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Better Homes & Gardens November 1927 Magazine Article: Article

Page: 60

Article

Article

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Better Homes & Gardens November 1927 Magazine Article: How to Improve Heavy Soil

Page: 66

Article

How to Improve Heavy Soil

IT was once my problem to convert a blue clay yard into a garden. The clay was nearly the same grade as that used locally for making brick and tile. When it was dug it came up reluctantly in great chunks that the sun would bake hard in a day or two unless they were broken down promptly.

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Better Homes & Gardens November 1927 Magazine Article: Needlework Directions

Pages: 73, 74

Article

Needlework Directions

A VARIETY of pretty articles for the home may be made from transfer design No. 270, since six attractive motifs are given on this sheet. The needlewoman who possesses ingenuity will find many interesting uses for these. Suggestions are: sash curtains, towels, runners, scarfs and pillow cases.

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Better Homes & Gardens November 1927 Magazine Article: Ask Us Another

Page: 76

Article

Ask Us Another

QUESTIONS and answers have been quite the thing these past few months. Suppose, now, that you as readers of this magazine do the question asking and let us supply the answers. Do you want to know what books to give the children to read; what to serve at bridge club; when to set out evergreens; how to clean velour curtains, and so on? Our staff of consultants will be glad to furnish information on such home-making questions.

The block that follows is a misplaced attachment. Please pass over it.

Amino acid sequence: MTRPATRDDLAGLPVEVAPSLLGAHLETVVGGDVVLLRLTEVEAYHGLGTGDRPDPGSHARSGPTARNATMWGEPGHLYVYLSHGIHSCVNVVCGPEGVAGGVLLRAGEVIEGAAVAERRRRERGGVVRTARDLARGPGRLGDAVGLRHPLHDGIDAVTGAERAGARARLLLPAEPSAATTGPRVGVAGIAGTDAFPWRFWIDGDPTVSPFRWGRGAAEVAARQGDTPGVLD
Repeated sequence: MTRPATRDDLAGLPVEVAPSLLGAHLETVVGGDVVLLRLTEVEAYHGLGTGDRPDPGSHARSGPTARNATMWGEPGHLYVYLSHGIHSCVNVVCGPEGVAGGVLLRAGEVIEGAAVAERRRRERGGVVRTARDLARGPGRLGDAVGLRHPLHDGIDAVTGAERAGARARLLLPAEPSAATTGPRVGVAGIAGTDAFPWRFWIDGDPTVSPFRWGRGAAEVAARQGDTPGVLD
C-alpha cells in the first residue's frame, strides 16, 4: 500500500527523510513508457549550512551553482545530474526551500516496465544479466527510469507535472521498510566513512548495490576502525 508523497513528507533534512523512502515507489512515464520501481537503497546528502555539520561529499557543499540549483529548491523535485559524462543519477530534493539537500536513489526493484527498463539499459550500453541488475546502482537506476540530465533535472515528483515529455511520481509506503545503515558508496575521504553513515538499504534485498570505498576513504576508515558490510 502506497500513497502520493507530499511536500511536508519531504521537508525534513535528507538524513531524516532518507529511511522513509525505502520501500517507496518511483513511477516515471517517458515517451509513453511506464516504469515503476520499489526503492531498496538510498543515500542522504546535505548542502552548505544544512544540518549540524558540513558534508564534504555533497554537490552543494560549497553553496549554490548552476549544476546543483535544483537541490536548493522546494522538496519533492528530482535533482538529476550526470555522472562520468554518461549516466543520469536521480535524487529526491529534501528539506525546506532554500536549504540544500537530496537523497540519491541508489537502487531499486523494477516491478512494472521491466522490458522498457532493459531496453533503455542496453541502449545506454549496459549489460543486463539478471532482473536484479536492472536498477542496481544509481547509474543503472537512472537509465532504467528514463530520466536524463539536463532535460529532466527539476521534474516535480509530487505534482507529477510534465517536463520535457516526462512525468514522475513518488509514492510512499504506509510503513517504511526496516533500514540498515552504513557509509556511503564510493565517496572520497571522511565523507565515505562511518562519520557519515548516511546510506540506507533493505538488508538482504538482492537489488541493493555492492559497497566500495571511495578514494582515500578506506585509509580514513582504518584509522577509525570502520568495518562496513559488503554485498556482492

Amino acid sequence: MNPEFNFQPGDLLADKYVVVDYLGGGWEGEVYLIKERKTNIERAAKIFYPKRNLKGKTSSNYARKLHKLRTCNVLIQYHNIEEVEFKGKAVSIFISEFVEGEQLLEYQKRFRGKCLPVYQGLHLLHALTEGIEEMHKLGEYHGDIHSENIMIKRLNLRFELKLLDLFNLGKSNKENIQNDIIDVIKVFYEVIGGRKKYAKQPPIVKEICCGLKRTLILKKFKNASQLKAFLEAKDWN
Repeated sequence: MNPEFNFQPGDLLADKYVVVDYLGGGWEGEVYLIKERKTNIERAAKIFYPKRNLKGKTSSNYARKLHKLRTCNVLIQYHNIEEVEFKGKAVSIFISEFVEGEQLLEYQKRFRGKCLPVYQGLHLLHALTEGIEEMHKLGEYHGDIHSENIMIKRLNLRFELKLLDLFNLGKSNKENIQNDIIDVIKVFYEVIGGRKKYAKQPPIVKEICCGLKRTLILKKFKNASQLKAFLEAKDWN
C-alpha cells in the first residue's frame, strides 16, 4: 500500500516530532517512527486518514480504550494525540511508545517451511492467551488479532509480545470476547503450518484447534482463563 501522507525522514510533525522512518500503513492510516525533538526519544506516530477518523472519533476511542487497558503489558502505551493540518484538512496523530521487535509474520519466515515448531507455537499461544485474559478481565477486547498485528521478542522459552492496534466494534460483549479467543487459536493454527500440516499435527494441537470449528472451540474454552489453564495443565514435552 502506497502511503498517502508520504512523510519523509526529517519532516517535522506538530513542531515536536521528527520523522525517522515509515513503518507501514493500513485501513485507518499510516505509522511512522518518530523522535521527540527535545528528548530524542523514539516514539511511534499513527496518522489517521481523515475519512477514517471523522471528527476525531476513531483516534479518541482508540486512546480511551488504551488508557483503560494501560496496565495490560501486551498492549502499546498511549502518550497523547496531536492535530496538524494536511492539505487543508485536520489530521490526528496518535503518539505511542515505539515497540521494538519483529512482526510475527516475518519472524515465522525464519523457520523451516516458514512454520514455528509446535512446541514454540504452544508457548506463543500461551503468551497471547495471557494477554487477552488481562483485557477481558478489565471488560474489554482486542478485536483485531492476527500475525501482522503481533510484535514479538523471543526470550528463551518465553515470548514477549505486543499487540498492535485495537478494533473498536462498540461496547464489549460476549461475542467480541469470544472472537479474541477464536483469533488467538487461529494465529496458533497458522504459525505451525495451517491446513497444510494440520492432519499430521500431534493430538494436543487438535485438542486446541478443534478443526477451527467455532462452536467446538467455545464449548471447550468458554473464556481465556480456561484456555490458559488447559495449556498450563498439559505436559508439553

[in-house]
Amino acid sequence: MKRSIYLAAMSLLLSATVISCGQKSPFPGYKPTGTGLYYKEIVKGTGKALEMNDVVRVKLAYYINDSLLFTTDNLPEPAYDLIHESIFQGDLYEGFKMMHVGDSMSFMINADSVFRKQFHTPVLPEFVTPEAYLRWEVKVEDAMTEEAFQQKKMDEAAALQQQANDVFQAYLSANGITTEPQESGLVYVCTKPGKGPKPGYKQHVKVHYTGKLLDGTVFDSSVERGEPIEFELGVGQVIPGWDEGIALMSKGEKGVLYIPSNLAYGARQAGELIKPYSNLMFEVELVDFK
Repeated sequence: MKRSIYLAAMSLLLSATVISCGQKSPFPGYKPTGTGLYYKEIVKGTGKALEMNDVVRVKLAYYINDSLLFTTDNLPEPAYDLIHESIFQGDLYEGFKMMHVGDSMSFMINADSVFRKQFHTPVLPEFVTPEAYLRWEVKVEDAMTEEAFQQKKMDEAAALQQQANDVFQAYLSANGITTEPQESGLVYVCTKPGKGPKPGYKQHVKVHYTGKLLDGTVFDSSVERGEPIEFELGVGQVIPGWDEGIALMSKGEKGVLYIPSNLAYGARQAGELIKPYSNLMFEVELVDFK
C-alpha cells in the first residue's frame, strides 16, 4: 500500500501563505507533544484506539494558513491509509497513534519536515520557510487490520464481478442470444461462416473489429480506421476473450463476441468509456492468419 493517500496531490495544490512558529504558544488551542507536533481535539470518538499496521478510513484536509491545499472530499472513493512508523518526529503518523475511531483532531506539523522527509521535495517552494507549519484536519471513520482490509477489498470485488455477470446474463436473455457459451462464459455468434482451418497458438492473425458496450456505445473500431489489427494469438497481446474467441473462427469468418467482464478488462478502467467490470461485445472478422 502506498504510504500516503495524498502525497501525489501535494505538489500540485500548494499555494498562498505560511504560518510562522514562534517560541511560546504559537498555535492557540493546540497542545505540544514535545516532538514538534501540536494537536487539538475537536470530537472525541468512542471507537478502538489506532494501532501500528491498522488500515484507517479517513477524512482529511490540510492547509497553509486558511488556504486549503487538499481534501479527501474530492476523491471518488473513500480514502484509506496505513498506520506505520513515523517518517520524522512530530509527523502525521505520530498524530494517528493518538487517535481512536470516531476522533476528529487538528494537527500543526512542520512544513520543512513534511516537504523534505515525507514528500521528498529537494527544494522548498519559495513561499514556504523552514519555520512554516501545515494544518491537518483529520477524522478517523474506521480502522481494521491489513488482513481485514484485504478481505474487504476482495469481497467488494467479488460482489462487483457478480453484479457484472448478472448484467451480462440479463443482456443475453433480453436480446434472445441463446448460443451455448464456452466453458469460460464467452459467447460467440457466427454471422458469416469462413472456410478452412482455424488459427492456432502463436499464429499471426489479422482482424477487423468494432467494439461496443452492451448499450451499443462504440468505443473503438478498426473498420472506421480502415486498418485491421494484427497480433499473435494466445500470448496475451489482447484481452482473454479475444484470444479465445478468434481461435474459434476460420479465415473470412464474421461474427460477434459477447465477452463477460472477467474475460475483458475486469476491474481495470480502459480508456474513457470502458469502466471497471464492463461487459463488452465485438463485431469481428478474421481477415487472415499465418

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Better Homes & Gardens November 1927 Magazine Article: Tips for the Handy Man

Page: 77

Article

Tips for the Handy Man

I WOULD make a suggestion which I think will be of value to others. When having a sink, stationary tubs, or cupboards built in, have the lower edge cut back three or four inches to leave toe space. Then when you stand in front, you won't hit the woodwork and mar it or the toes of your shoes.

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Better Homes & Gardens November 1927 Magazine Article: Across the Editor's Desk

Page: 78

Article

Across the Editor's Desk

THIS issue of Better Homes and Gardens was planned with certain things in view, and we would like to hear from our readers as to what they think of the plan.